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Case Western Brings Wireless to Cleveland Airport

Case Western Reserve University in Cleveland, OH recently completed a project to bring free WiFi to Cleveland Hopkins International Airport (CLE), which has 12 million visitors annually. The university worked on the initiative with OneCommunity, a non-profit organization that serves Northern Ohio by connecting public and nonprofit institutions to the region's fiber-optic network.

WiFi coverage in the terminal will include all of the areas covered by a former pay service--four concourses and the ticketing /boarding level of the main terminal--and will also extend coverage to the baggage claim area. Users will be required to accept a terms and conditions statement.

The university's vice president for IT Services, Lev Gonick, was instrumental in starting OneCommunity in 2006 with the support of former Mayor Jane Campbell and other public-sector organizations. Telecommunications and utility companies have donated about 500 miles of fiber optic rings in the area, which had been dormant.

According to Gonick, wireless service at the airport has been one of the most sought-after services in Cleveland, based on feedback he's received from a blog entry he wrote four years ago about a vision for an "Airport of the Future Digital City."

Implementing the network, Gonick said, positions Cleveland as a city that's "forward looking and progressive." Plus, he added, "When you turn on your computer, it says, 'Your free wireless is provided by Case Western.' So I'd expect that Cleveland's anchor institution is being co-branded. Free wireless at the airport will provide significant value to families and business travelers and hopefully get across that the university is associated with that service, which is the kind of message we're trying to share in addition to pretty pictures and posters on the walls [of the airport] about our campus."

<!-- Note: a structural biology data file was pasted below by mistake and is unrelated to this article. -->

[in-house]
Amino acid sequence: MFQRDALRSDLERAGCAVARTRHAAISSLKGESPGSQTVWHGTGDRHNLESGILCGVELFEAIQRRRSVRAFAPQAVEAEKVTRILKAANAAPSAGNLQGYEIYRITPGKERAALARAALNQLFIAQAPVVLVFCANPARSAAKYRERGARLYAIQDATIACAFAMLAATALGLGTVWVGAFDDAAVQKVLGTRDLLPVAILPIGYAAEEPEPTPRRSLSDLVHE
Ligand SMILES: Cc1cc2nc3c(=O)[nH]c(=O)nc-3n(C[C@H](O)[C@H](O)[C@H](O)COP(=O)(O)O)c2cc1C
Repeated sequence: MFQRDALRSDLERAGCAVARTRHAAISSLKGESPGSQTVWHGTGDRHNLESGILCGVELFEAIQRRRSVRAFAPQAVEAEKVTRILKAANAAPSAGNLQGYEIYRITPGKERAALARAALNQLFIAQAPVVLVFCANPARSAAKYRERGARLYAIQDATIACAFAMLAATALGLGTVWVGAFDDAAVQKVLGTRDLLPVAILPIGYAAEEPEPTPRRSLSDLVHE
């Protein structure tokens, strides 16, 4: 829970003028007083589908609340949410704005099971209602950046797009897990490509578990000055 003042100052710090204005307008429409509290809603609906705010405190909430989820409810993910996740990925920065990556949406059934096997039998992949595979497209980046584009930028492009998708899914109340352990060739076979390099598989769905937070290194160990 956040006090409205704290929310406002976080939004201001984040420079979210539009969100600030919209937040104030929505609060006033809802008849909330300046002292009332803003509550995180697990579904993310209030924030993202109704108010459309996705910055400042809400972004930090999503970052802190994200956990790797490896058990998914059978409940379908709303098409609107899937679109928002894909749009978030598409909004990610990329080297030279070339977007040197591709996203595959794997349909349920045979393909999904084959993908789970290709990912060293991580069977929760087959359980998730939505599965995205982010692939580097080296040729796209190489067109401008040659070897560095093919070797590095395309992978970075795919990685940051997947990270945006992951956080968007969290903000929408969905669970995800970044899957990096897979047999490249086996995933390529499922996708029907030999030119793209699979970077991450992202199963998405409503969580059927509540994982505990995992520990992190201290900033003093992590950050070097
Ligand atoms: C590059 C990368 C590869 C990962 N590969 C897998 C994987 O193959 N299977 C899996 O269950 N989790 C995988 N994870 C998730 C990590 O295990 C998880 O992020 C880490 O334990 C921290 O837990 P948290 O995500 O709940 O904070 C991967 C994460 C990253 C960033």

The university provided the technical architecture for the network and is underwriting the effort. OneCommunity purchased the gear.

Anticipating thousands of regular users, Gonick said the next challenge for the effort will be maintaining availability. "The other piece of it will be, what do we have to do next? What else do we do at the Cleveland Airport to demonstrate it as a gateway to the community?"

About the Author

Dian Schaffhauser is a writer who covers technology and business for a number of publications. Contact her at dian@dischaffhauser.com.

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